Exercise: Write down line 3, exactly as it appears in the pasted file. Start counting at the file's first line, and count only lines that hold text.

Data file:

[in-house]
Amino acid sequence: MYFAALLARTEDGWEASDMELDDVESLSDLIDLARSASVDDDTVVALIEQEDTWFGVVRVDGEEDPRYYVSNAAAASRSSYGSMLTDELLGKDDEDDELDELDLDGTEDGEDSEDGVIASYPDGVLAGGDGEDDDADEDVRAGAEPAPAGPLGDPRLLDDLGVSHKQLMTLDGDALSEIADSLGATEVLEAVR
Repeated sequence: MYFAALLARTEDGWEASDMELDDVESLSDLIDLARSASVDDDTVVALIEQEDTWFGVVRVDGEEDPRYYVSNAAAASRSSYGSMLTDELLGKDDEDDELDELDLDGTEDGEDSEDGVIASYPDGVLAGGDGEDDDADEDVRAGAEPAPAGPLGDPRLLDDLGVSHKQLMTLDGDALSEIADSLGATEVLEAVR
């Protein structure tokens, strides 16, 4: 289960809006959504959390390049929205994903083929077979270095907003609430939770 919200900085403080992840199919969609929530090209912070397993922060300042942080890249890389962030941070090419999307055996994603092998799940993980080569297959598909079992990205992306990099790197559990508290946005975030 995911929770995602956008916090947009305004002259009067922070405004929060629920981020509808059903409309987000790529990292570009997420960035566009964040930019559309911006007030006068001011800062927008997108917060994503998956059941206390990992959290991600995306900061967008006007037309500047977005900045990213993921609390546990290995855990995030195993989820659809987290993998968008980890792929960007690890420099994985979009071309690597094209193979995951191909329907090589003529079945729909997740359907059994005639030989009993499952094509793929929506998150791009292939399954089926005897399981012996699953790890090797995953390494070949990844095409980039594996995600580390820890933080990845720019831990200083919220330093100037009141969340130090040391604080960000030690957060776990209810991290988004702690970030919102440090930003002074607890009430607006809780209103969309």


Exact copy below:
Repeated sequence: MYFAALLARTEDGWEASDMELDDVESLSDLIDLARSASVDDDTVVALIEQEDTWFGVVRVDGEEDPRYYVSNAAAASRSSYGSMLTDELLGKDDEDDELDELDLDGTEDGEDSEDGVIASYPDGVLAGGDGEDDDADEDVRAGAEPAPAGPLGDPRLLDDLGVSHKQLMTLDGDALSEIADSLGATEVLEAVR